This movie review discusses sexual assault in the workplace. Please refer to the end of the article for on- and off-campus resources.
In 2016, Fox News faced sexual misconduct allegations from Gretchen Carlson against Roger Ailes, the then CEO of Fox News and Fox Television Stations. Jay Roach tackles this allegation, and some of the 22 others that would follow, in his film “Bombshell.” Despite the fascinating and terrifying story, Roach and writer Charles Randolph struggle to properly dramatize the story, lacking depth on key points. With the #MeToo movement prominent in public conversation, “Bombshell” could have fashioned itself as a meaningful look at sexual harassment in the United States, but fell short of its intentions.
The A-list cast is wasted because of poor writing and cheesy dialogue, and they are often unable to rise above it. Roach, who worked on “Trumbo,” and Randolph, who worked on “The Big Short,” try to recreate the wit, drama and irreverent humor of those previous films, but fail to match their charisma. The resulting movie does not fit into a specific genre, feeling more like a Lifetime movie with a larger budget and voice-overs that felt goofy and out of place in a film of such heavy emotion. “Bombshell” has a plethora of missed opportunities and intentions, which struggle to tell this powerful story.
Kayla Pospisil (Margot Robbie) is by far the most compelling member of the cast. Unlike Megyn Kelly (Charlize Theron) and Gretchen Carlson (Nicole Kidman), Kayla is an amalgamation of several survivors who spoke to the filmmakers, and not a specific, actual person. This level of removal forms her into a character that is written for the screen and meant to appeal to all viewers.
Kayla is a typical Fox journalist: sensitive and a little naive, but equipped with determined ambition. Perhaps it is because she is fictional, or because we see her sexually harassed on screen, but Robbie establishes a close relationship with the audience that Kidman and Theron simply do not, even though their characters are based on real people.
This is not to say that the film attempts to make the harassment faced by Kelly and Carlson humorous, but instead further complicates them as human beings who are attempting to do their jobs. “Bombshell” does not shy away from their political views, but rather works to cement the the idea that all people should enjoy a workplace free from sexual harassment.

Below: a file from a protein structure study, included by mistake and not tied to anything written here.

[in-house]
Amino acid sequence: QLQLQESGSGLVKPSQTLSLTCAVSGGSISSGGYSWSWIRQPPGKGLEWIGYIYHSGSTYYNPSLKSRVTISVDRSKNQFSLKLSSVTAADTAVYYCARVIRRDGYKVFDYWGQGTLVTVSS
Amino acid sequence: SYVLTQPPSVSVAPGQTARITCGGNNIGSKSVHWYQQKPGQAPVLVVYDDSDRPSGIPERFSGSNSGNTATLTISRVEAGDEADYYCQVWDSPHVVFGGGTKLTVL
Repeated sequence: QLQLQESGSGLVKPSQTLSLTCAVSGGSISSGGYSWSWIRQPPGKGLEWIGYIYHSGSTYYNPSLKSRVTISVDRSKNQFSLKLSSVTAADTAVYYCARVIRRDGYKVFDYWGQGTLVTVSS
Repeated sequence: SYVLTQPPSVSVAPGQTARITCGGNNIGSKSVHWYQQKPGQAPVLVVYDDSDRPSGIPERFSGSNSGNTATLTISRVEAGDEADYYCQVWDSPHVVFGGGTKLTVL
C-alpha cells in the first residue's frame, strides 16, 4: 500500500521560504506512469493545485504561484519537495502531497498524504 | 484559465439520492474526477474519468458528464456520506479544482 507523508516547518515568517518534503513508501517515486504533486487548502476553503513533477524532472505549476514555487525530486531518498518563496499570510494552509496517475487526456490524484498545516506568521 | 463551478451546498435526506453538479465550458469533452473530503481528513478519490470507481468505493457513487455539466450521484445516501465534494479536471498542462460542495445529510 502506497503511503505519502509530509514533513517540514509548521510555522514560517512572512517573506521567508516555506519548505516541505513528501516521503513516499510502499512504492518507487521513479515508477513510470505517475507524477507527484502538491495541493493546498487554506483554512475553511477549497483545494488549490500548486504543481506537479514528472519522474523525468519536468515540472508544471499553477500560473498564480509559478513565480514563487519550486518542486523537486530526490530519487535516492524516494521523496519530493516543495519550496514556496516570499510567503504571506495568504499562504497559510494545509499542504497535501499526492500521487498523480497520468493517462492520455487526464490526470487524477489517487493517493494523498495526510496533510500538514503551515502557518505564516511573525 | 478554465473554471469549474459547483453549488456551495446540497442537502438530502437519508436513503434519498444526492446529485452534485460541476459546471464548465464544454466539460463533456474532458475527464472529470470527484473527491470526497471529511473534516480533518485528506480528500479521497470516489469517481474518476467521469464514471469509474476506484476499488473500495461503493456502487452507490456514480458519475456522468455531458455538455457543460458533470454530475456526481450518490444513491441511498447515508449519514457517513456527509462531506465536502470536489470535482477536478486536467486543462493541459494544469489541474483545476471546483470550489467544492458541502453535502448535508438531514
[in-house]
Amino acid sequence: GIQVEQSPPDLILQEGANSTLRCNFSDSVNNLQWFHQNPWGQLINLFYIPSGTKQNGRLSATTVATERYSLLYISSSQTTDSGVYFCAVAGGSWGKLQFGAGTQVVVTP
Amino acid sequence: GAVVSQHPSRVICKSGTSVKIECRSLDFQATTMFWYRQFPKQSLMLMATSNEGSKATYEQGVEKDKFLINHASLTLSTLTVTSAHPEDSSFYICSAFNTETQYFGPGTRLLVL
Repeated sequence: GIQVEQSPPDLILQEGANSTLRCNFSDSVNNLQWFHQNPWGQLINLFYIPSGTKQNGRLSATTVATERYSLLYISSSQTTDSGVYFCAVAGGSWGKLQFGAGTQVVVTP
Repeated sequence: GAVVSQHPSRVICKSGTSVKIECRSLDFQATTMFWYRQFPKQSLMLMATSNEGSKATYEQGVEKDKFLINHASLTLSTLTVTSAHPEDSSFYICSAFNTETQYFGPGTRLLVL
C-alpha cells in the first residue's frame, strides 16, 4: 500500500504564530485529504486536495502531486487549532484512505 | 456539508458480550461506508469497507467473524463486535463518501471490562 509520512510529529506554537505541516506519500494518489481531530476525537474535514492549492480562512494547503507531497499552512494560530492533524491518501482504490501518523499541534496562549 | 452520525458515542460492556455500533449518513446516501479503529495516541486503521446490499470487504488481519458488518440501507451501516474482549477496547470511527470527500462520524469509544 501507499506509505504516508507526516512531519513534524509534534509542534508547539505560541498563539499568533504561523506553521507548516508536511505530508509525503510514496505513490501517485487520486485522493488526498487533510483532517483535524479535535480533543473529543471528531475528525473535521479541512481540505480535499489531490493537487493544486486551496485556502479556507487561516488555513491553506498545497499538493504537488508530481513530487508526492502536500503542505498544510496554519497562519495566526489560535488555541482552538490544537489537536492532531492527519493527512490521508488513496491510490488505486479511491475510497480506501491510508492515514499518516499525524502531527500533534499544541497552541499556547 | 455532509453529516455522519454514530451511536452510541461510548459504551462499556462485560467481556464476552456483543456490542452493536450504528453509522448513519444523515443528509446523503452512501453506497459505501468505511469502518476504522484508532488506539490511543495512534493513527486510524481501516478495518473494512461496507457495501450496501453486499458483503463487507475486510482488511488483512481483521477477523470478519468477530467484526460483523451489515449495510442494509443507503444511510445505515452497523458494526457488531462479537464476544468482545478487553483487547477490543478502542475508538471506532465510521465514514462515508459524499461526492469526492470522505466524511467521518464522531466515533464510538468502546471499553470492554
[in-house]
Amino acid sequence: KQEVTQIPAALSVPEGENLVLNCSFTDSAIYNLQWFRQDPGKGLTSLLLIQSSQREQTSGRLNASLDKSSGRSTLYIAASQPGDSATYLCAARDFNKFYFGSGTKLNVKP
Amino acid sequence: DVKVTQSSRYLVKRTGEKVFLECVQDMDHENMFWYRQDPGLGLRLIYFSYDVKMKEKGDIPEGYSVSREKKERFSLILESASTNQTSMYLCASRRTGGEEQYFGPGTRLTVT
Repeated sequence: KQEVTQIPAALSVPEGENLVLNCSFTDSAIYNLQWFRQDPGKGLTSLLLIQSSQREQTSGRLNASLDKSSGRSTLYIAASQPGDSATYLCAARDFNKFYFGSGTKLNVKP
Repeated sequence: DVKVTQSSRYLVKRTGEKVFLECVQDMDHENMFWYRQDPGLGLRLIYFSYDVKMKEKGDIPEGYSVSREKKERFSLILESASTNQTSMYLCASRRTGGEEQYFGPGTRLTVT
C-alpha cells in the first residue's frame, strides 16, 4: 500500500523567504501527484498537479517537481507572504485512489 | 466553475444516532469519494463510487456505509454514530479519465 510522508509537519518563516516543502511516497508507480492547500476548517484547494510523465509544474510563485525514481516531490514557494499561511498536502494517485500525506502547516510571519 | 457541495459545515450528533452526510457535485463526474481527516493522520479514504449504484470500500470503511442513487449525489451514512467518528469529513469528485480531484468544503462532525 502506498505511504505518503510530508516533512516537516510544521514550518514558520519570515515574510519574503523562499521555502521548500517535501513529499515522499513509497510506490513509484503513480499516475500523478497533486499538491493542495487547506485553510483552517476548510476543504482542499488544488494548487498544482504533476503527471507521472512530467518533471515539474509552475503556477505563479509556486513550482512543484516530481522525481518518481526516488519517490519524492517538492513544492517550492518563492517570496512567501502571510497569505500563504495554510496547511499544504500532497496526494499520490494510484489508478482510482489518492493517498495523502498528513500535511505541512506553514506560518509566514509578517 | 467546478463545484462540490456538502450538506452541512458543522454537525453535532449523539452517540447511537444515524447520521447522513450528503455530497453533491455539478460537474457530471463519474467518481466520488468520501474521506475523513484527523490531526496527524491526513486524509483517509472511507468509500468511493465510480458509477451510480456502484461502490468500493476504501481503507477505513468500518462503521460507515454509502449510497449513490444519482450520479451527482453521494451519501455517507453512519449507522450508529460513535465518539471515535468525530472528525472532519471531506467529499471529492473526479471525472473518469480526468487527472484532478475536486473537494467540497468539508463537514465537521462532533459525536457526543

John Lithgow playing the part of Richard Ailes departs from his more frequent role as a comedic character, making Ailes as terrifying to watch as he is sickeningly charming. There are parts of the film where it is difficult to separate Lithgow from the role he is playing before he forces someone to pull up their skirt, or makes sexual comments about their legs. This eerie feeling Lithgow’s character evokes pulls viewers into the film, and while successful, ultimately falls short with redeeming the narrative components of the film.
As the type of man who usually gets away with exactly these sorts of crimes every day, it is powerful when he begins to head toward his own ruin and is ultimately fired from a network he helped create. “Bombshell” does not shy away from the fact that Ailes’ supporters still work at Fox News or that the environment of Fox News is primed to protect and hide other sexual predators, a reality that leaves viewers with a sense of discomfort about the world.
Jess Carr’s (Kate McKinnon) storyline of a closeted liberal lesbian at Fox is uninspired and bland, with McKinnon playing another version of the character she always plays, featuring a mixture of edgy humor, bluntness and a wide-eyed stare. Her character does not develop or change in any way, meaningful or otherwise, and only attempts to add humor to an otherwise unfunny situation of workplace harassment and assault. If her character had been omitted, it would have left room to further develop the three main female characters of the film and give it the depth it was sorely lacking.
Overall, “Bombshell” relies too heavily on its cast and sensational plotline. It should have provided a closer look at the women whose lives and careers were negatively affected by Roger Ailes and Fox News for protecting and supporting him.
Despite its shining moments, “Bombshell” fails to give the women in the story the character depth they deserve. It falls flat in adding anything compelling to this uncomfortable situation.
Resources: On-campus confidential resources include Health Education Services (202-687-8949 or [email protected]) and Counseling and Psychiatric Services (202-687-6985); additional off-campus resources include the D.C. Rape Crisis Center (202-333-7273) and the D.C. Forensic Nurse Examiner Washington Hospital Center (844-443-5732). If you or anyone you know would like to receive a sexual assault forensic examination or other medical care — including emergency contraception — call the Network for Victim Recovery of D.C. at 202-742-1727. To report sexual misconduct, you can contact Georgetown’s interim Title IX coordinator at 202-687-9183 or file an online report here. Emergency contraception is available at the CVS located at 1403 Wisconsin Ave NW and through H*yas for Choice. For more information, visit tinyurl.com/GUselfcare.